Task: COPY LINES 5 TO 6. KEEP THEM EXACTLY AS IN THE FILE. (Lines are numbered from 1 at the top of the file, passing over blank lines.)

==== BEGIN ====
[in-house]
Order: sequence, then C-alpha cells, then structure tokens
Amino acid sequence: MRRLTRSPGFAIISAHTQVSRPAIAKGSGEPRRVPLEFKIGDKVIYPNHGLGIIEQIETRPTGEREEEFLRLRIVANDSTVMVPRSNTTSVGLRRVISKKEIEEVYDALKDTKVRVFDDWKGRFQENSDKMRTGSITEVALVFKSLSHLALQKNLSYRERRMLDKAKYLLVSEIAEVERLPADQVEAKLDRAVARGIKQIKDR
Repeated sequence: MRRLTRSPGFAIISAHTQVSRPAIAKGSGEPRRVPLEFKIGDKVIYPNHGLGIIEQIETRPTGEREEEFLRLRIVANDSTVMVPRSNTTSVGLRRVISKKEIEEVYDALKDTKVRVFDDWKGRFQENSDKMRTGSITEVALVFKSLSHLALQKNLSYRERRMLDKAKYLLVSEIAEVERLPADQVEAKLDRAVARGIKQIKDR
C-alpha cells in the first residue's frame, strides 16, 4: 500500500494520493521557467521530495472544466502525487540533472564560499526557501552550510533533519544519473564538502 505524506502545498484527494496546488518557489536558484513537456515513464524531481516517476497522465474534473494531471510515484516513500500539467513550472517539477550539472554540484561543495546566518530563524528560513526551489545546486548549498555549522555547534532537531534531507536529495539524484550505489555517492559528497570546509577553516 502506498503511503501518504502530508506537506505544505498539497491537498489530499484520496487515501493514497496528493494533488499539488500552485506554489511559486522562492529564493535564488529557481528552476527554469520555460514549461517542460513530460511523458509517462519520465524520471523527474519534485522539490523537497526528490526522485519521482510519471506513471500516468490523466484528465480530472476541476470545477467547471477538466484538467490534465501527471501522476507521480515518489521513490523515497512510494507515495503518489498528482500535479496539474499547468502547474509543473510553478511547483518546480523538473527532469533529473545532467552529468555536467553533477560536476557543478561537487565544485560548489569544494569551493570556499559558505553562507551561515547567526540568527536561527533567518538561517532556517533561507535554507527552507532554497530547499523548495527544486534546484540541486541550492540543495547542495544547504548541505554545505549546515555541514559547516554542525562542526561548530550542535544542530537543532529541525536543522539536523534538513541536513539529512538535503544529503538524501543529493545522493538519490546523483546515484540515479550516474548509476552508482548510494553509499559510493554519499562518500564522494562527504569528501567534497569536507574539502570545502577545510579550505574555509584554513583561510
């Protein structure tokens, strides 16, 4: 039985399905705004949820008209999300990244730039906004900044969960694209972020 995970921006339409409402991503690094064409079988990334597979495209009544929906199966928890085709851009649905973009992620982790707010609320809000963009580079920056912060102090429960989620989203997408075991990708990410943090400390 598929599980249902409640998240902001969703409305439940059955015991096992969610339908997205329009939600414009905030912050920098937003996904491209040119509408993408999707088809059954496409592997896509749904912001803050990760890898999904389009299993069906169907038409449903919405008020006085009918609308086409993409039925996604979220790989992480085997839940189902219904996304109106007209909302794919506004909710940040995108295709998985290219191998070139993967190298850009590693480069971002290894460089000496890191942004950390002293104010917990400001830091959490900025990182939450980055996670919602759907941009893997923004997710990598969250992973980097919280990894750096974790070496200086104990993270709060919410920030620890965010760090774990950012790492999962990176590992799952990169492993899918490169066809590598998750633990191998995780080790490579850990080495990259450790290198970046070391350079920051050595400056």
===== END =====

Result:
C-alpha cells in the first residue's frame, strides 16, 4: 500500500494520493521557467521530495472544466502525487540533472564560499526557501552550510533533519544519473564538502 505524506502545498484527494496546488518557489536558484513537456515513464524531481516517476497522465474534473494531471510515484516513500500539467513550472517539477550539472554540484561543495546566518530563524528560513526551489545546486548549498555549522555547534532537531534531507536529495539524484550505489555517492559528497570546509577553516 502506498503511503501518504502530508506537506505544505498539497491537498489530499484520496487515501493514497496528493494533488499539488500552485506554489511559486522562492529564493535564488529557481528552476527554469520555460514549461517542460513530460511523458509517462519520465524520471523527474519534485522539490523537497526528490526522485519521482510519471506513471500516468490523466484528465480530472476541476470545477467547471477538466484538467490534465501527471501522476507521480515518489521513490523515497512510494507515495503518489498528482500535479496539474499547468502547474509543473510553478511547483518546480523538473527532469533529473545532467552529468555536467553533477560536476557543478561537487565544485560548489569544494569551493570556499559558505553562507551561515547567526540568527536561527533567518538561517532556517533561507535554507527552507532554497530547499523548495527544486534546484540541486541550492540543495547542495544547504548541505554545505549546515555541514559547516554542525562542526561548530550542535544542530537543532529541525536543522539536523534538513541536513539529512538535503544529503538524501543529493545522493538519490546523483546515484540515479550516474548509476552508482548510494553509499559510493554519499562518500564522494562527504569528501567534497569536507574539502570545502577545510579550505574555509584554513583561510
């Protein structure tokens, strides 16, 4: 039985399905705004949820008209999300990244730039906004900044969960694209972020 995970921006339409409402991503690094064409079988990334597979495209009544929906199966928890085709851009649905973009992620982790707010609320809000963009580079920056912060102090429960989620989203997408075991990708990410943090400390 598929599980249902409640998240902001969703409305439940059955015991096992969610339908997205329009939600414009905030912050920098937003996904491209040119509408993408999707088809059954496409592997896509749904912001803050990760890898999904389009299993069906169907038409449903919405008020006085009918609308086409993409039925996604979220790989992480085997839940189902219904996304109106007209909302794919506004909710940040995108295709998985290219191998070139993967190298850009590693480069971002290894460089000496890191942004950390002293104010917990400001830091959490900025990182939450980055996670919602759907941009893997923004997710990598969250992973980097919280990894750096974790070496200086104990993270709060919410920030620890965010760090774990950012790492999962990176590992799952990169492993899918490169066809590598998750633990191998995780080790490579850990080495990259450790290198970046070391350079920051050595400056």